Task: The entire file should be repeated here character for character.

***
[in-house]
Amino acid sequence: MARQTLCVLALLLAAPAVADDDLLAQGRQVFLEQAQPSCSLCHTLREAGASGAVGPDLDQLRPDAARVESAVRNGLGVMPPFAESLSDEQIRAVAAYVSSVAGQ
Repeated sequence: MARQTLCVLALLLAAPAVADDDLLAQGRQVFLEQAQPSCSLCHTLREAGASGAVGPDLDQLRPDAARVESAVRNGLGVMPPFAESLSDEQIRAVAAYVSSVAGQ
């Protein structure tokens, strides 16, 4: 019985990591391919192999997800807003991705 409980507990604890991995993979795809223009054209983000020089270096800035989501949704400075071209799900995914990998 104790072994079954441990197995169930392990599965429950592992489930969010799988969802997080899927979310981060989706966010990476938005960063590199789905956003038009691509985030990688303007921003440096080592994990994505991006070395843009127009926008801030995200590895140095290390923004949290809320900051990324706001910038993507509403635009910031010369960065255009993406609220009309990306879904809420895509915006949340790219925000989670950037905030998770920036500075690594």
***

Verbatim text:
[in-house]
Amino acid sequence: MARQTLCVLALLLAAPAVADDDLLAQGRQVFLEQAQPSCSLCHTLREAGASGAVGPDLDQLRPDAARVESAVRNGLGVMPPFAESLSDEQIRAVAAYVSSVAGQ
Repeated sequence: MARQTLCVLALLLAAPAVADDDLLAQGRQVFLEQAQPSCSLCHTLREAGASGAVGPDLDQLRPDAARVESAVRNGLGVMPPFAESLSDEQIRAVAAYVSSVAGQ
């Protein structure tokens, strides 16, 4: 019985990591391919192999997800807003991705 409980507990604890991995993979795809223009054209983000020089270096800035989501949704400075071209799900995914990998 104790072994079954441990197995169930392990599965429950592992489930969010799988969802997080899927979310981060989706966010990476938005960063590199789905956003038009691509985030990688303007921003440096080592994990994505991006070395843009127009926008801030995200590895140095290390923004949290809320900051990324706001910038993507509403635009910031010369960065255009993406609220009309990306879904809420895509915006949340790219925000989670950037905030998770920036500075690594």